Don’t expect another “modern Sam Cooke” comparison when it comes to Leon Bridges and his latest album, “Good Thing.” A lot of growth happens in four years. This is especially true for Bridges, whose 2015 album, “Coming Home,” quickly skyrocketed to the top of the music charts. For Bridges, this growth period has consisted of multiple Grammy nominations, an appearance at the White House, sold-out shows in Europe and a new full-length record that is, at its core, the sum of who Bridges is as an artist right now. It’s personal and authentic, with an eclectic mix of songs and influences that incorporate contemporary jazz and R&B into groovy dance beats and soulful ballads. Clearly, the artist seems to have settled into an identity that’s all his own.
Days before the debut of “Good Thing,” the 28-year-old performer shared what inspired his modern sound, how he likes to unwind at home and where he goes to dance.
The first two releases off your latest album, “Good Thing,” have a very different tone and feel than those off the “Coming Home” record. What sparked this evolution in your sound?
In the three years I toured for “Coming Home”—and I’m very proud of that project—but at the end of that … I feel like this new project is the flick of my confidence that I’ve gained. I wanted to make something that was bolder and bigger. I wanted to dive in more to the music and the process.
Are there any songs on “Good Thing” that are particularly close to you? The last track, “Georgia to Texas,” seems like it’s a very personal note on which to end the album.
I’d say that “Georgia to Texas” is definitely closest to me. Every song on the album is my baby, but all of it was a collaborative process. For this one, I worked with some amazing producers. “Georgia to Texas” talks about my mother being a New Orleans native, then moving to Texas and my experience there. It’s just vignettes of my story, but it’s definitely my favorite on the album.
What can fans expect from your show on the “Good Thing” tour?
Each show will be pretty much the same … but people will dance. It’s got everything from dance beats to ballads. A lot of these songs on the album are reflective of some relationships I’ve been in.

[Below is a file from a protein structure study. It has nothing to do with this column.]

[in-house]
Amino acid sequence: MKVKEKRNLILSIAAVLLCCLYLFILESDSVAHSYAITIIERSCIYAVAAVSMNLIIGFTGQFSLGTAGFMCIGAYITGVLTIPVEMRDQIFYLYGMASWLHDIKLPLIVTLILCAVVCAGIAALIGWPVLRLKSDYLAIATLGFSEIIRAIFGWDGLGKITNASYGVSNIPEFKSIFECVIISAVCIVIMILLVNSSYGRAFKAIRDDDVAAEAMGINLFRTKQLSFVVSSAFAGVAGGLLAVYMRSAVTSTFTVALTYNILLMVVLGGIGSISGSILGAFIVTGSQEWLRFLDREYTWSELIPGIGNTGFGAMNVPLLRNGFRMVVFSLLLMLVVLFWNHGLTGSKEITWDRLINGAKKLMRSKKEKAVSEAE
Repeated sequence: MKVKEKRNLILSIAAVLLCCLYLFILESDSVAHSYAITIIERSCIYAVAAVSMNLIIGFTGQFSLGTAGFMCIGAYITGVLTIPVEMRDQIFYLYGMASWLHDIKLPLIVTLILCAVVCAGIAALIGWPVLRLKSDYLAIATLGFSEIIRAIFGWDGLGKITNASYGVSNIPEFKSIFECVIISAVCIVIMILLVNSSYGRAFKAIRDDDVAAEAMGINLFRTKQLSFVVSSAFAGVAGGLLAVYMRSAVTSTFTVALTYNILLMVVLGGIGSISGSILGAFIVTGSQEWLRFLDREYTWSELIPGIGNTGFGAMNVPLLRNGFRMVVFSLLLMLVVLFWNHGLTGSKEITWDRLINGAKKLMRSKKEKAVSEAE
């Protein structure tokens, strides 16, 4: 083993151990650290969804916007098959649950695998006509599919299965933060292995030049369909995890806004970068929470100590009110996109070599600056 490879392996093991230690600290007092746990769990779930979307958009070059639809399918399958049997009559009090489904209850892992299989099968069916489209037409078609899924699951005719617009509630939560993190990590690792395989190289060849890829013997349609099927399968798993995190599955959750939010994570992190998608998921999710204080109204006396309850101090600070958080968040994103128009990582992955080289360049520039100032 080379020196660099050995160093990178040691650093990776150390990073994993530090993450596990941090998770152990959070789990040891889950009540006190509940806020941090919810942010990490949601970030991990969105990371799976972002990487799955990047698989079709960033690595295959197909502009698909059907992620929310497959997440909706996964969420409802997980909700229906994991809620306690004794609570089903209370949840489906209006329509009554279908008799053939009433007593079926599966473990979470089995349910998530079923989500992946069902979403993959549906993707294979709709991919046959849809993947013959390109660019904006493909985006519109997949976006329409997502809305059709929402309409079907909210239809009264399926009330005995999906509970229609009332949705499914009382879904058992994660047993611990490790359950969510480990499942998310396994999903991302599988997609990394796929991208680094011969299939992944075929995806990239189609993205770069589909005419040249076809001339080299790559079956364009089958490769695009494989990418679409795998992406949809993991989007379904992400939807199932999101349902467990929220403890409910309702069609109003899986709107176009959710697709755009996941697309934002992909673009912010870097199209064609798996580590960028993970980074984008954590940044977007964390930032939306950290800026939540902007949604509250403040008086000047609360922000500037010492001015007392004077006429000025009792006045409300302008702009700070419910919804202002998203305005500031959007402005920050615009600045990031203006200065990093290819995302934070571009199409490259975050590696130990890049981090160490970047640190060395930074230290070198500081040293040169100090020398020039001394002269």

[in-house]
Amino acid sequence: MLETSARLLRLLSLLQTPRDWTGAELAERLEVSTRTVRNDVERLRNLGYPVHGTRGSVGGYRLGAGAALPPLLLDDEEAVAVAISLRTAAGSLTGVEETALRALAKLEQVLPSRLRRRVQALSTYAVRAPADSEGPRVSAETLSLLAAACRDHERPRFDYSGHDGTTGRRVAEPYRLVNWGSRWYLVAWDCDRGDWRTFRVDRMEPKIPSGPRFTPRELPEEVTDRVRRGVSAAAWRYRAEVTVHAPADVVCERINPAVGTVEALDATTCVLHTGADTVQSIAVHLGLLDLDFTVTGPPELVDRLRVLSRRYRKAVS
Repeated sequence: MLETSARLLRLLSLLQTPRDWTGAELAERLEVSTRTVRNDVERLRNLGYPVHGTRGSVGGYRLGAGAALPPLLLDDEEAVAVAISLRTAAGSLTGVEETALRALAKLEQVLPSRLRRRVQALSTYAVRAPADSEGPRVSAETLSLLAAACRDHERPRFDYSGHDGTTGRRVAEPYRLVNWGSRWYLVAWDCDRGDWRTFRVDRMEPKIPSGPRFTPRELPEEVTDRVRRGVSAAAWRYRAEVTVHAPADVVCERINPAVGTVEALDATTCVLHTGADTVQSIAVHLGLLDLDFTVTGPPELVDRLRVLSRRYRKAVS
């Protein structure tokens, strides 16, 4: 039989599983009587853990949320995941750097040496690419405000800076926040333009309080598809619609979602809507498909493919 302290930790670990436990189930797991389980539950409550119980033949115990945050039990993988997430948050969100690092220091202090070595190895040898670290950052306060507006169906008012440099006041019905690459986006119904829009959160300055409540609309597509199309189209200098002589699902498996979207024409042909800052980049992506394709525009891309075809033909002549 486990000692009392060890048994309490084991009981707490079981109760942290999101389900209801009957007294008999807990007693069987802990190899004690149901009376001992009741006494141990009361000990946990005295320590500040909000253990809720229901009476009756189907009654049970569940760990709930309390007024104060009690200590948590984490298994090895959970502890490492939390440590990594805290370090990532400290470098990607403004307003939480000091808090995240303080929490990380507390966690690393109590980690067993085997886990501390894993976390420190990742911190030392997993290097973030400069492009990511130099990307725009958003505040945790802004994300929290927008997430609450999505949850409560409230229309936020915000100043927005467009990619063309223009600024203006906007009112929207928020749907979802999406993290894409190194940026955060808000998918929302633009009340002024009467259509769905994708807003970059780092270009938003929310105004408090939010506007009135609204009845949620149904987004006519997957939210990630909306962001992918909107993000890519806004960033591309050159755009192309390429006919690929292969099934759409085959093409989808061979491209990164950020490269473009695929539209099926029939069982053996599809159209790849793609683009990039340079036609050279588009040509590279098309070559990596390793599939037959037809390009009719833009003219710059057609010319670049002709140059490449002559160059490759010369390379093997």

Is there a message you’re trying to share or convey through the new album?
For me, it’s nothing deep. When I moved on into this new sound, I was a little concerned that the fans wouldn’t be able to grow with me, and with my newfound love of adopting new modern styles of R&B and stuff, so it’s amazing to see that people and fans are connecting to it. And so there really isn’t a message … to be able to have a great experience when listening to my songs, and have a great experience when I’m performing them. All I can say is, I’m really excited for people to hear this new chapter from me … and the album is definitely not a ’60s R&B thing, but I think I was able to make something fresh and new.
Your song “Lisa Sawyer” was written about your mother. Has she heard the new album? What are her thoughts about it?
After I showed her the whole thing—and these were her words, not mine—she said, “Y’all. Ain’t. Ready.” Honestly! And when I played her the songs that are out now, she was like, “Now who is that?!” The way I’m delivering the music now is a way I’ve never done before in my career [so far]. She’s proud of everything I’m doing, and it’s good to have that kind of support. I’m always inspired by her.
Over the last few years, you’ve developed a well-dressed persona, but lately it seems like you’re having more fun with your personal style. How would you describe your aesthetic today?